“How the Grinch Stole Christmas!”
Josh Perttunen

“How the Grinch Stole Christmas!” is the perfect movie to put people in the holiday spirit. A man famous for his role as the movie monster Frankenstein breathes life into this tale of yet another green monster, this one obsessed with ruining Christmas. The musical accusations leveled against him are that he is as cuddly as a cactus and as charming as an eel. Watching his Scrooge-like metamorphosis from a slimy worm into a hero with a hulk-sized heart is a charming piece of cinema. The most enduring image of the whole movie is when the Grinch and his faithful dog are trying to push the sled back uphill so it doesn’t demolish Whoville.

“The Santa Clause”
Heather Luebke

I will never forget the image of Tim Allen trying to shave off a snowy white beard as he fights against becoming Santa Claus. That moment alone had me in stitches the first time I saw “The Santa Clause.” As a child, I always wondered where Santa ended up the other 364 days of the year, and this movie answered that question — at least enough to pacify my 8-year-old self. Now that I’m older, I’ve outgrown watching “The Santa Clause” for the simple humor behind watching an average man become Santa, and now I can appreciate the message of family and Christmas spirit that the movie conveys. Oh, who am I kidding? Watching Tim Allen gain 300 pounds never gets old.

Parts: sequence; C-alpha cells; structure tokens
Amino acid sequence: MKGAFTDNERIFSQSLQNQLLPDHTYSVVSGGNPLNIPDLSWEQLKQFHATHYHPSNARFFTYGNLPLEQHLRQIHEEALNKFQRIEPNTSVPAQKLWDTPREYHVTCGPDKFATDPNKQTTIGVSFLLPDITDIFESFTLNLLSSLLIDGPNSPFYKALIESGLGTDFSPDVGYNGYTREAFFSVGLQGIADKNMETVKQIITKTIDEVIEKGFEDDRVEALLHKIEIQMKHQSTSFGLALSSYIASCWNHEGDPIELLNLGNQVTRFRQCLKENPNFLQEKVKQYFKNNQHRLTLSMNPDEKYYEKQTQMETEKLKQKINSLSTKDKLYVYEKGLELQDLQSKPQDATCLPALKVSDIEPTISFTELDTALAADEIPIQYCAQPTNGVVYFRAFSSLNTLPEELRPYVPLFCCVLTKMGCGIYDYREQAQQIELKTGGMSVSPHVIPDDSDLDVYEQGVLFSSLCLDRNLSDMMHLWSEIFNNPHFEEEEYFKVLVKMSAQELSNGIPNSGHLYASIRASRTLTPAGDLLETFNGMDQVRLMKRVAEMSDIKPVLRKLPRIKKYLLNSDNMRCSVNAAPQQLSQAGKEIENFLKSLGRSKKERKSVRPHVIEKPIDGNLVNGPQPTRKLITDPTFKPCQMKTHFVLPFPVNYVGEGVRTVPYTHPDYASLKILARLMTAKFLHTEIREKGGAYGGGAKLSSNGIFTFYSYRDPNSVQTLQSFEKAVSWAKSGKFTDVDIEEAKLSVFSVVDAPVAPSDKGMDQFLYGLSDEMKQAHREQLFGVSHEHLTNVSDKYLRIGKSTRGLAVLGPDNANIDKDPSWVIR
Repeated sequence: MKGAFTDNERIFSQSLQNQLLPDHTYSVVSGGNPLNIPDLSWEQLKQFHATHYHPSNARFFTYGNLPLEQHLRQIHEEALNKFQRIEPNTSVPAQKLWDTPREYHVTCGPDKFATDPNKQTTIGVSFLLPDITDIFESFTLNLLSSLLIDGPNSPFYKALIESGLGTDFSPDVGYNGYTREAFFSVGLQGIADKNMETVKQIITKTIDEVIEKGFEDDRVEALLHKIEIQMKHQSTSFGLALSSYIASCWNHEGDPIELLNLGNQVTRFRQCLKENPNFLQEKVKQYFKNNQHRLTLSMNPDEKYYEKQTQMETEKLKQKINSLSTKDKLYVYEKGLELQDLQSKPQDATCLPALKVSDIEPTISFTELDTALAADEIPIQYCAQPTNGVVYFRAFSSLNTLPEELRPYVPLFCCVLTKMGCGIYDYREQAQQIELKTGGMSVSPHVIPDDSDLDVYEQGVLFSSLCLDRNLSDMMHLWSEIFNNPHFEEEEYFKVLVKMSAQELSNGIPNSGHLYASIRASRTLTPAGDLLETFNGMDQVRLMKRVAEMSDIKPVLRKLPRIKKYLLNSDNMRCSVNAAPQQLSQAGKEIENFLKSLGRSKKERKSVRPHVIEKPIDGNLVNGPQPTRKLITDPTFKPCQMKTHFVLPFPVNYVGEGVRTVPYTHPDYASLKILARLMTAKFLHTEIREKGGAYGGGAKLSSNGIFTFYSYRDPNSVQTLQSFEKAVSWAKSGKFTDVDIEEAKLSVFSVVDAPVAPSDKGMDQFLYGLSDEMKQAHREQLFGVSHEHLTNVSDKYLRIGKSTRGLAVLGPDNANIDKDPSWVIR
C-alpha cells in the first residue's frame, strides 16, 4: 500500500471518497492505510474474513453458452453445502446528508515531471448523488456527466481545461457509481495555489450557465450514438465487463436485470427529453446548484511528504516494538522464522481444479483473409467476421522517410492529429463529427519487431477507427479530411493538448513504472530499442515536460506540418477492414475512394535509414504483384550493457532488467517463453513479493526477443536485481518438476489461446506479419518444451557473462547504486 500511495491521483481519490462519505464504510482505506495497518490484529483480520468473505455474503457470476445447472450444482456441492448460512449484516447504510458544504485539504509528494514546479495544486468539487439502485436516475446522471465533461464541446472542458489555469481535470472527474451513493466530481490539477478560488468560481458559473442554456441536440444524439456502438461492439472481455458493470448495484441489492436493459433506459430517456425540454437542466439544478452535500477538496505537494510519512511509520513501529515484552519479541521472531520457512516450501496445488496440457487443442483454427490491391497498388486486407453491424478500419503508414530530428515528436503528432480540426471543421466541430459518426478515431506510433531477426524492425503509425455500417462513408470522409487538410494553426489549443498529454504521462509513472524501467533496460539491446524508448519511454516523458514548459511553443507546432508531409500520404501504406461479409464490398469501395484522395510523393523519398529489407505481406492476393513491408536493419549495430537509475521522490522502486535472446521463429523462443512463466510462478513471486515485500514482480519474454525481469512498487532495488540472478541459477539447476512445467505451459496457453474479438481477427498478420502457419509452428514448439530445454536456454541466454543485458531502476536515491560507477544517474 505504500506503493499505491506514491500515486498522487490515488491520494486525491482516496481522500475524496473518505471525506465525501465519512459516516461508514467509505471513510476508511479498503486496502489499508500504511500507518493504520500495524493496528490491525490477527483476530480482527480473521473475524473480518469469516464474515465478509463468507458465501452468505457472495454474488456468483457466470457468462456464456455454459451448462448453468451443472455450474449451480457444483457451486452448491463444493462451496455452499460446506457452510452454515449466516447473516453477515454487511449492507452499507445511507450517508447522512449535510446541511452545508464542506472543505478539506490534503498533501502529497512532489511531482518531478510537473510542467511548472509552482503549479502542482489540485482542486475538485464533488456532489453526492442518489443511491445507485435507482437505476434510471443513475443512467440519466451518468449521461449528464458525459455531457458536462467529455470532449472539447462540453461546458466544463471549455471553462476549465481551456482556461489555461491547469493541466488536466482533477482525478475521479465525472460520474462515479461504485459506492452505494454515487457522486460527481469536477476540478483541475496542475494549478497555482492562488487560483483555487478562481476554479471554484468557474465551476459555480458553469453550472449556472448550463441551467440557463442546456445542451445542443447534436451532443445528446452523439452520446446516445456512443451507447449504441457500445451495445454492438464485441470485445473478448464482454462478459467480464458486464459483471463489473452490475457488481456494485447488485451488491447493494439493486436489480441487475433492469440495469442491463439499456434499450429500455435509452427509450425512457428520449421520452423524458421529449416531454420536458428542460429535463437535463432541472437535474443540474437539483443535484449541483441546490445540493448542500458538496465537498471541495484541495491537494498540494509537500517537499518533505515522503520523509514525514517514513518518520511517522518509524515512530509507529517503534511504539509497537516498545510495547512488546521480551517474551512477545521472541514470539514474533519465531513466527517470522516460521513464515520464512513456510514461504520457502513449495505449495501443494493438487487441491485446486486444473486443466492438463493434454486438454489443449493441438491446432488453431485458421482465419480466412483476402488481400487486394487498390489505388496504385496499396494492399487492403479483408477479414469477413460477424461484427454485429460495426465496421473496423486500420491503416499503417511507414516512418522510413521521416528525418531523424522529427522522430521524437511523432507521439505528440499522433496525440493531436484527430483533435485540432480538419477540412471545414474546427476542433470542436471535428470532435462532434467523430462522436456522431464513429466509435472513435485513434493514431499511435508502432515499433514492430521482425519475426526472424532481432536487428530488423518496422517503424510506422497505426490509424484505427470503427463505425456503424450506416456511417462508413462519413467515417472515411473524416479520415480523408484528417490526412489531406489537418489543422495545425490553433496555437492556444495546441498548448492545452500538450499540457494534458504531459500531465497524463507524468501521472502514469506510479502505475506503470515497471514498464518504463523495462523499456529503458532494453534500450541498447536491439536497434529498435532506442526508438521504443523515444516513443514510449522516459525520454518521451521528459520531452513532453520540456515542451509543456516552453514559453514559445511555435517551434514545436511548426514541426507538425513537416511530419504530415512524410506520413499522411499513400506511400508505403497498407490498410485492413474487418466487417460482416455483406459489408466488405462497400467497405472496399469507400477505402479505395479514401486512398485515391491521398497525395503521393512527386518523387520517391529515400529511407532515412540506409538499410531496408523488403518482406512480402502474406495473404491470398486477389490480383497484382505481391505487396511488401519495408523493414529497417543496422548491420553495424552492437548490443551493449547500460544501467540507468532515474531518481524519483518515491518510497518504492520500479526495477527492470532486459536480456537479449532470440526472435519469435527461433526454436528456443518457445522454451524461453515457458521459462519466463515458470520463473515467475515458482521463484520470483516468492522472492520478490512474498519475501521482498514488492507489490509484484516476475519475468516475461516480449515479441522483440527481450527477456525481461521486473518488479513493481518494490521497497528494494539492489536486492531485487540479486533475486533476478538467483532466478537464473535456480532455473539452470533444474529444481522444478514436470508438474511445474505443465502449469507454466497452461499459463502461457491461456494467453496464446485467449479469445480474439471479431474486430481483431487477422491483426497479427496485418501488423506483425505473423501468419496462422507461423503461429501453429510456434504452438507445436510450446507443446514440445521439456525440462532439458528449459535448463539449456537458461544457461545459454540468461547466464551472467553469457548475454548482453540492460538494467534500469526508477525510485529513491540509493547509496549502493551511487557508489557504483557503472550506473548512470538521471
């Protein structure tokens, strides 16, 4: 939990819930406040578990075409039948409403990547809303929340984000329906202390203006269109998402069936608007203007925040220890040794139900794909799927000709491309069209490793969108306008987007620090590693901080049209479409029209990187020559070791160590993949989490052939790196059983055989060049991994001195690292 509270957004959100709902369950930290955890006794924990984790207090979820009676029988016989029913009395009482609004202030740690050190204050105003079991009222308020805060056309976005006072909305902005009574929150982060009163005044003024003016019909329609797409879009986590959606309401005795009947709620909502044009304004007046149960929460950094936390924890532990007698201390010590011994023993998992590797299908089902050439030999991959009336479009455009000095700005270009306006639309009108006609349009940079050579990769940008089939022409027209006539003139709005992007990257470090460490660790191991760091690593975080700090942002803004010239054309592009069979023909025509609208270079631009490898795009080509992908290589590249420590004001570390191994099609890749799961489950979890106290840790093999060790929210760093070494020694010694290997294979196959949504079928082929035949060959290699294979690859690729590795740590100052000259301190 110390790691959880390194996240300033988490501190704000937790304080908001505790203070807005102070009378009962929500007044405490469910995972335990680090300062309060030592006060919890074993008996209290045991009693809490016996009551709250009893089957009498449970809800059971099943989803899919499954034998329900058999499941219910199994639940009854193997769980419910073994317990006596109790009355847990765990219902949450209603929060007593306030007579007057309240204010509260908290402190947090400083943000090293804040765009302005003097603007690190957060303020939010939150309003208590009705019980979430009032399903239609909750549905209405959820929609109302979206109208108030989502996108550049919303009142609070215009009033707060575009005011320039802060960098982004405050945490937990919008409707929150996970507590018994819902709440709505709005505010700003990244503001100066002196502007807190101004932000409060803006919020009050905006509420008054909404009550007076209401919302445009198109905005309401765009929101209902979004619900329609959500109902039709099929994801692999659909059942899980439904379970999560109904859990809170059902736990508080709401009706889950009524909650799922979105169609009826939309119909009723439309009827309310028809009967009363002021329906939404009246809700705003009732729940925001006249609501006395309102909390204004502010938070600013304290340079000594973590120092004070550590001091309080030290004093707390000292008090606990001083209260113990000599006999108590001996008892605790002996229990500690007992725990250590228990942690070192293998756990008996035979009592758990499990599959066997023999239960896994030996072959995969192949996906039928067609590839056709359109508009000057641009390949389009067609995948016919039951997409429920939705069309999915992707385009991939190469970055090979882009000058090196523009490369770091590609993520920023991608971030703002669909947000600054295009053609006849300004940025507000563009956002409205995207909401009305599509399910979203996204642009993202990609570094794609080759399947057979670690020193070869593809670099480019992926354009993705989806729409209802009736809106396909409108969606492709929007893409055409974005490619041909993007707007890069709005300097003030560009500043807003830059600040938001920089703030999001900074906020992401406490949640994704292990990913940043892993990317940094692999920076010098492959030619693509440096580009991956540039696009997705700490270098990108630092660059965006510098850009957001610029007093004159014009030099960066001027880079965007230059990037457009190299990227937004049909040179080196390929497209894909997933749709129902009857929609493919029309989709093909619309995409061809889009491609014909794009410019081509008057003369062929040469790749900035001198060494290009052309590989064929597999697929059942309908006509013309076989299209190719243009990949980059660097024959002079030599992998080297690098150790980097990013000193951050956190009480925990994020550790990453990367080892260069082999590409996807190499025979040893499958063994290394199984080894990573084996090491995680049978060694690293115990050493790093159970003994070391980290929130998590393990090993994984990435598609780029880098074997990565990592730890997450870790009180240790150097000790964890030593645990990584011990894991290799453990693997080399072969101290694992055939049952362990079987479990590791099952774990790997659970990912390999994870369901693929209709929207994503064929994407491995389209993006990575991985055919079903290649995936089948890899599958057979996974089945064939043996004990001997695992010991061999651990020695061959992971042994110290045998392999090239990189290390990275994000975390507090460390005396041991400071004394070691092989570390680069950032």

“A Charlie Brown Christmas”
Jackie Stark

Charlie Brown helped teach me the true meaning of Christmas as a kid: that skimpy Christmas trees need to be decorated too. His undying love for the undersized tree is endearing, though mocked. The rest of the kids make fun of Charlie Brown for choosing what looks like a Bonsai tree to be in the school play, but they, too, love it by the end. Charlie Brown, with his yellow shirt and prematurely-balding head, is perhaps the most depressing child cartoon character ever depicted, but he is still able to teach the rest of the world how to appreciate the holiday season. So now, when he yells out “Isn’t there anyone who knows what Christmas is all about?” I can safely answer him with a “yes.”

“National Lampoon’s Christmas Vacation”
Gordon Beedle

What makes this movie a holiday classic is the antics of Chevy Chase’s Clark “Sparky” Griswold. The loveable father figure does all the wonderful things a father should around the holiday. He overwhelms his house with lights, spends too much money on presents, speeds down a sliding hill on a greased up saucer and cherishes his family in the end. With the holiday spirit in full force — led by Chase and a drunken Randy Quaid — National Lampoon’s “Christmas Vacation” certainly brings comfort and joy to the season.

“It’s a Wonderful Life”
Cassandra Sturos

Ever since I first saw “It’s a Wonderful Life” during my freshman year of college, I have been smitten with this Christmas classic. The story follows the life of George Bailey, played by the dashing James Stewart. Though his life does not always seem to go according to plan, George Bailey handles almost every unexpected circumstance with endearing composure .until one devastating incident the night of Christmas Eve. Bailey begins to question his life’s meaning, while contemplating suicide. Lucky for him, his guardian angel is watching and glides down to earth to show George what the world would have been like without him in it. George sees that he truly has made a difference and life really is wonderful after all. A box of tissues is advised.